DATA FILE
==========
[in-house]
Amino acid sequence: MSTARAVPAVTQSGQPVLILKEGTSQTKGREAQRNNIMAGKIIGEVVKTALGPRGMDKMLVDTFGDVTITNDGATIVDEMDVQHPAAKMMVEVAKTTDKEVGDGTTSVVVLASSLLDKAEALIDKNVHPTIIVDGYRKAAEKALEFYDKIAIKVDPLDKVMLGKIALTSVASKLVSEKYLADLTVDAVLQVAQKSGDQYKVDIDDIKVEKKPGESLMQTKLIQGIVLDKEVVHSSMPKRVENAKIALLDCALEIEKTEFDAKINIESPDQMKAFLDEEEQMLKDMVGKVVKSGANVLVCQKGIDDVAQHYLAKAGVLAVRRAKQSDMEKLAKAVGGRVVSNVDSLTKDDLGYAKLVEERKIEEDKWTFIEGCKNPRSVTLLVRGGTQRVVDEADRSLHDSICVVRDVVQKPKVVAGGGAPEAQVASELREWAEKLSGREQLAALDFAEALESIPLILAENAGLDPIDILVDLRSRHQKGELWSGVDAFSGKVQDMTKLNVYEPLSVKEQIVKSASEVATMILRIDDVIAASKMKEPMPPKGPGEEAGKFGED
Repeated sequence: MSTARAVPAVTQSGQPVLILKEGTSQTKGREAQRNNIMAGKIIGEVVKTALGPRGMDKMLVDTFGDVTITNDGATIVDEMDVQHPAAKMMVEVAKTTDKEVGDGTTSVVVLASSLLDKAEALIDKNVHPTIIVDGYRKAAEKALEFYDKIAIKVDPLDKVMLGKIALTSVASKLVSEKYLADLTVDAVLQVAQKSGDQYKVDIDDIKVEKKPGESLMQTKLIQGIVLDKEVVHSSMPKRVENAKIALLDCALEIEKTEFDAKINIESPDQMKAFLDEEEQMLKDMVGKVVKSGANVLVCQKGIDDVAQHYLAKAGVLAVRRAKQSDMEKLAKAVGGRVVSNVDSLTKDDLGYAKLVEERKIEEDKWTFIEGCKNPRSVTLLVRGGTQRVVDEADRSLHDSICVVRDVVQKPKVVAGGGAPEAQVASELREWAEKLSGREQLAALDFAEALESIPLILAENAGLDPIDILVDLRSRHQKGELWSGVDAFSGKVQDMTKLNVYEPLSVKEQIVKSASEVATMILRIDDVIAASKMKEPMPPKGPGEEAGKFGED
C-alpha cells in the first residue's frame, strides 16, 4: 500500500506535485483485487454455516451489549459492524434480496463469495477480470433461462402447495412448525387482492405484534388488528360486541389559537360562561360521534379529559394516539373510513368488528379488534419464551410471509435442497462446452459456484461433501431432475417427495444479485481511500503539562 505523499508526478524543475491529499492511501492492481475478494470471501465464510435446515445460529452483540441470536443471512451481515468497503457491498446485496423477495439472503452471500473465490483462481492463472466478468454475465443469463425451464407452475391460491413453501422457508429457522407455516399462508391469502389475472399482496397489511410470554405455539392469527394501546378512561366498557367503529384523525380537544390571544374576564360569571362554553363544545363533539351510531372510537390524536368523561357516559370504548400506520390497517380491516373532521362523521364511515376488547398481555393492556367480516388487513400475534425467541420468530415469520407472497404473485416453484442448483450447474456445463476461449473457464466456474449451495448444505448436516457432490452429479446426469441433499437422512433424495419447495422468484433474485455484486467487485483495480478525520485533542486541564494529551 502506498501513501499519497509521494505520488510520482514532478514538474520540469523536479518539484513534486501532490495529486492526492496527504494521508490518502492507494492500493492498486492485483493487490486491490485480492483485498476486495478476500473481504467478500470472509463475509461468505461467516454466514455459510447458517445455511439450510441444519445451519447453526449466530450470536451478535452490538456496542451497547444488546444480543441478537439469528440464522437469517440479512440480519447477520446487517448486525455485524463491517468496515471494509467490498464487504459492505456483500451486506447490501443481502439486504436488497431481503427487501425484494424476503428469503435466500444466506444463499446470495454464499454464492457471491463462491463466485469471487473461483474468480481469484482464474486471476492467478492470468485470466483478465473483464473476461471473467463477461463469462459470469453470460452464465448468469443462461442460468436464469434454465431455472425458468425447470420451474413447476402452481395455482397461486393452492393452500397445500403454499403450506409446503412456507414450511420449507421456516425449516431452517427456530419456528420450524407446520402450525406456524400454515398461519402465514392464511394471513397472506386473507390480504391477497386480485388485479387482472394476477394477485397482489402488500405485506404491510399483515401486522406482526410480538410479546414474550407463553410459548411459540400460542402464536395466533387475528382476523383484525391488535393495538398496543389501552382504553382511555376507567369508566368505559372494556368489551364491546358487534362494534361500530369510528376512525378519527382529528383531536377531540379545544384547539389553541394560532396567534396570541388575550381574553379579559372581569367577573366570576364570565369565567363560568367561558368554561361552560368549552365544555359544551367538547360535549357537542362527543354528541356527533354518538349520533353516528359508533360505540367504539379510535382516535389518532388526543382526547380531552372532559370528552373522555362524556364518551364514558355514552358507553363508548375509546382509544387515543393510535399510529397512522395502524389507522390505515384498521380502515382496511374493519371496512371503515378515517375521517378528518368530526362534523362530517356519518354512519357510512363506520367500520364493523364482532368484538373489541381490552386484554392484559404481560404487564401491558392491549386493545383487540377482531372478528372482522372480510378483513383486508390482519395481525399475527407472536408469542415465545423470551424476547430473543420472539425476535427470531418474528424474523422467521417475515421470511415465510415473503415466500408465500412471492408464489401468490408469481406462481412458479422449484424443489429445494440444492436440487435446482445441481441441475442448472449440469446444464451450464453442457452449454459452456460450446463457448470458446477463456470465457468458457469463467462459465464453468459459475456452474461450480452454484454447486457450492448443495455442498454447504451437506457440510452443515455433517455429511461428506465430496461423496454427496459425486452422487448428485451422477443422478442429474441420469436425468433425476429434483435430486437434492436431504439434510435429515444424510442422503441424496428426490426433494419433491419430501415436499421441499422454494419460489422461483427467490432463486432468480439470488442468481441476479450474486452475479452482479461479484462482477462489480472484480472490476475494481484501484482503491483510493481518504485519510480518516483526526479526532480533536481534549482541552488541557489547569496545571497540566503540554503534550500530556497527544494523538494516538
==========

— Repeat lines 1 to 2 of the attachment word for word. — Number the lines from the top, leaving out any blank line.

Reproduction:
[in-house]
Amino acid sequence: MSTARAVPAVTQSGQPVLILKEGTSQTKGREAQRNNIMAGKIIGEVVKTALGPRGMDKMLVDTFGDVTITNDGATIVDEMDVQHPAAKMMVEVAKTTDKEVGDGTTSVVVLASSLLDKAEALIDKNVHPTIIVDGYRKAAEKALEFYDKIAIKVDPLDKVMLGKIALTSVASKLVSEKYLADLTVDAVLQVAQKSGDQYKVDIDDIKVEKKPGESLMQTKLIQGIVLDKEVVHSSMPKRVENAKIALLDCALEIEKTEFDAKINIESPDQMKAFLDEEEQMLKDMVGKVVKSGANVLVCQKGIDDVAQHYLAKAGVLAVRRAKQSDMEKLAKAVGGRVVSNVDSLTKDDLGYAKLVEERKIEEDKWTFIEGCKNPRSVTLLVRGGTQRVVDEADRSLHDSICVVRDVVQKPKVVAGGGAPEAQVASELREWAEKLSGREQLAALDFAEALESIPLILAENAGLDPIDILVDLRSRHQKGELWSGVDAFSGKVQDMTKLNVYEPLSVKEQIVKSASEVATMILRIDDVIAASKMKEPMPPKGPGEEAGKFGED